Modern-day Renaissance man Thony Aiuppy thinks and speaks in rapid strokes that reveal a depth of character and intellect that's reflected in his art. His work is as complex and multidimensional — literally and figuratively — as the man himself. Much of Aiuppy's work in his upcoming solo exhibit at CoRK, "The Darkness Beyond Tomorrow," traipses the narrow plane between the two and three dimensional, drawing the viewer in for a closer look.
Aiuppy, a graduate of the Savannah College of Art and Design with a master of fine arts in painting, depicts iconic and everyday figures in "thickly manipulated oil paintings" on wood in the exhibit. Aiuppy says the work offers his view on living in the racially divided South with socio-economic and socio-political themes. Through this exhibit, the artist asks, "What does it look like to live in the American South today?" In one painting, "Prostrate," a white man lies face down in a position of complete resignation. Other paintings are portraits of early Civil Rights activists James Weldon Johnson and A. Philip Randolph and writer and activist William Stetson Kennedy, which hang alongside people in Aiuppy's life. He says the use of common, familiar figures "touches on the idea of the sublime."
Aiuppy explains that the extremely thick layers of paint — one of the paintings weighs roughly 40 pounds — he used in "The Darkness Beyond Tomorrow" allow him to explore the tension between movement and stillness. It gives the paintings their own topography, which challenges us to view from different angles and elevate the experience.
Aiuppy can scarcely recall a time before his world included art. "Like most kids, I drew all the time. … It's like another way to learn language," he says. But the images he copied from Marvel comics, like "Teenage Mutant Ninja Turtles" and "The Avengers," as a child did not elicit encouragement so much as well-intentioned but often unhelpful suggestions. "I was given bad advice as a kid," he says. "People would say things like, ‘That's good, but make something out of your head.'" He let his art languish for several years after high school until, unfulfilled by working at Starbucks at age 25, Aiuppy returned to college with an idea of becoming a graphic designer. A painting class he took at Florida State College at Jacksonville inspired him to change his major to fine arts; he went on to receive a bachelor of fine arts in painting and drawing at the University of North Florida before attending SCAD. After years of neglecting his art, the return was welcome but also difficult. "If you don't use your art muscles, you lose them," he says.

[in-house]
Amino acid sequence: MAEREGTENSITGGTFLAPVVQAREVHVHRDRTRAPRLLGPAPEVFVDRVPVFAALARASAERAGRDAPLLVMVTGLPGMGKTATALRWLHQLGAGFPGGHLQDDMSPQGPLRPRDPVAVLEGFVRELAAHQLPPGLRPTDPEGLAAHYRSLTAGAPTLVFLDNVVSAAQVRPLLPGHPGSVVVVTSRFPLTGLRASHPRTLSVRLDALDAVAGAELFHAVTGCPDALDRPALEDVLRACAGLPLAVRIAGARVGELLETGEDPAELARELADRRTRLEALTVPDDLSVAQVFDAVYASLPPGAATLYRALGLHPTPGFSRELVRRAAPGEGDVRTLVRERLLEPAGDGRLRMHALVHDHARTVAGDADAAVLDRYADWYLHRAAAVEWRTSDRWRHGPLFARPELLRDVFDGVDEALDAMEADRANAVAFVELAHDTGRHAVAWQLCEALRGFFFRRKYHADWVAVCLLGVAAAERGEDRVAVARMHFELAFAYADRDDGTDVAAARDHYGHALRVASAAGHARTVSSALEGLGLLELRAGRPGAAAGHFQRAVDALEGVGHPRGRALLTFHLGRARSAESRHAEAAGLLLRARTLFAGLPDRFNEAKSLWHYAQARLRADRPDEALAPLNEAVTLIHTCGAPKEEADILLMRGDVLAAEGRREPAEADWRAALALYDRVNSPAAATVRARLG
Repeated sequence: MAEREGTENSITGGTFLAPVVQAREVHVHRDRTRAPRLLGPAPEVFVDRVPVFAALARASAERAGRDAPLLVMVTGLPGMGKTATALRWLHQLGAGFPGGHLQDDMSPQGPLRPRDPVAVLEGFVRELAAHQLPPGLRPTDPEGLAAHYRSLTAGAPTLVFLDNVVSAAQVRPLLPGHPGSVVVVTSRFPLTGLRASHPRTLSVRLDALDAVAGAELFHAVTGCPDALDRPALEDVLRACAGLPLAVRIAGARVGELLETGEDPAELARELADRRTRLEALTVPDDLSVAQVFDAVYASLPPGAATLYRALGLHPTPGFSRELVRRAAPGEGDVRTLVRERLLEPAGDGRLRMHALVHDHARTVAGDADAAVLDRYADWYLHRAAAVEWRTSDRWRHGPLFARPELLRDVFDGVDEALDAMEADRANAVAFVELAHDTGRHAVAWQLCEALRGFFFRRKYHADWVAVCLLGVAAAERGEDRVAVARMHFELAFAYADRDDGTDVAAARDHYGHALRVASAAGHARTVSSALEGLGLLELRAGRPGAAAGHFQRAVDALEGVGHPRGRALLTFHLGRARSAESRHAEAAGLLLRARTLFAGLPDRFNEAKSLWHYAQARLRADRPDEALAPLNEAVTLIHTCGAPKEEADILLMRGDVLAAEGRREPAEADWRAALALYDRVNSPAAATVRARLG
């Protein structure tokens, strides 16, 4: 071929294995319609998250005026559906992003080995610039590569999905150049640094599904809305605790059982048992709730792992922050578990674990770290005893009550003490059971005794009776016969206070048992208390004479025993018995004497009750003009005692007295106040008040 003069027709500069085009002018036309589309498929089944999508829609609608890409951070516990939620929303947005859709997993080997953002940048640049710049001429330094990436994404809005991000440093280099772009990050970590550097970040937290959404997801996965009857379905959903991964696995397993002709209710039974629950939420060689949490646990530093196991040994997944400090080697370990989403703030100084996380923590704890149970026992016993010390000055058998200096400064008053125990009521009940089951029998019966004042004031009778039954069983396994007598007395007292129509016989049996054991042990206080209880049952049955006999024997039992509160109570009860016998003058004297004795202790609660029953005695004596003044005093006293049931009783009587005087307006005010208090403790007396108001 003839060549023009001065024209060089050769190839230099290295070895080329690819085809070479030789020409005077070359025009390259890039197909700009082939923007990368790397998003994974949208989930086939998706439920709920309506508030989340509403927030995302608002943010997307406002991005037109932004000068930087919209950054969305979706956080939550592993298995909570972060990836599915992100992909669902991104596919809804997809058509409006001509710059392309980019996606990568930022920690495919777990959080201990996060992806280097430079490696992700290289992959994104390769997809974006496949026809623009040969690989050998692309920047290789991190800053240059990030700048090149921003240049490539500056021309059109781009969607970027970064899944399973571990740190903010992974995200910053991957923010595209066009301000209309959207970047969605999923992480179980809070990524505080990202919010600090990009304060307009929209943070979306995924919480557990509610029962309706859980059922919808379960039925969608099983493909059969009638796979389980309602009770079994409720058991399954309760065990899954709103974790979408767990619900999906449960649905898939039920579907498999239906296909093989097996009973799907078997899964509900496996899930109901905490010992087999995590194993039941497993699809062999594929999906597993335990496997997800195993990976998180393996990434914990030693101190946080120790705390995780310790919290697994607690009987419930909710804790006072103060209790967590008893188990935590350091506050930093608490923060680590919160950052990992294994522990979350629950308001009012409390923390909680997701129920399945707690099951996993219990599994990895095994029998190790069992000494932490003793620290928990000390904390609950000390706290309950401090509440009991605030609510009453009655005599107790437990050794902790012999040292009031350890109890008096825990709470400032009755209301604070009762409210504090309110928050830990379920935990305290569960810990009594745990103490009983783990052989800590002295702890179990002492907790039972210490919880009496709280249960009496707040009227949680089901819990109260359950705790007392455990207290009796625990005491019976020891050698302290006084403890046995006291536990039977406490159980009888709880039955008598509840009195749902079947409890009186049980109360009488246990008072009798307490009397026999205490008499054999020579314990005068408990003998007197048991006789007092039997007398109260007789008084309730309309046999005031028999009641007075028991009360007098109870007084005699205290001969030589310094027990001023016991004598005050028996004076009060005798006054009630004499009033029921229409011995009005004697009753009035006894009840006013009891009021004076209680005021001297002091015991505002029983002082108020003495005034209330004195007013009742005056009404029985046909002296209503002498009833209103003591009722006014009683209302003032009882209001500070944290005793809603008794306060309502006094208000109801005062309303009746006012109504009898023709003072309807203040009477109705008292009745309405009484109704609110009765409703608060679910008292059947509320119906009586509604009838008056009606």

In "The Darkness Beyond Tomorrow," 33-year-old Aiuppy is flexing the muscles he's been beefing up for the better part of a decade. Aiuppy, who would like to become a college- or graduate-level art professor, also imparts his knowledge of the language of figure, image and form on the younger generation; he teaches elementary school art.
Residents of Springfield, he and his wife are expecting their third child in July. Aiuppy looks around his historic neighborhood and finds oscillation and dichotomy among walks of life and theories of existence all around. He sees families on state assistance struggling to make ends meet alongside gentrified homes where DINCs (dual-income, no children) collect fine wines and drive gleaming sports cars down streets shared by musicians, teachers, drug dealers, entrepreneurs and the homeless. It is inspiring; it's enlightening, frightening and intriguing; it's the world Aiuppy absorbs and digests and recreates with oil and clay and love and skill and sweat. It is reflected on him and he, in turn, reflects it back.
Paintings and sculptures in "The Darkness Beyond Tomorrow" at CoRK North are available for acquisition. Aiuppy, who will celebrate his second year with space at CoRK Arts District in February, also has a piece in the "Our Shared Past" exhibit showing at The Cummer Museum of Art & Gardens through May 2014.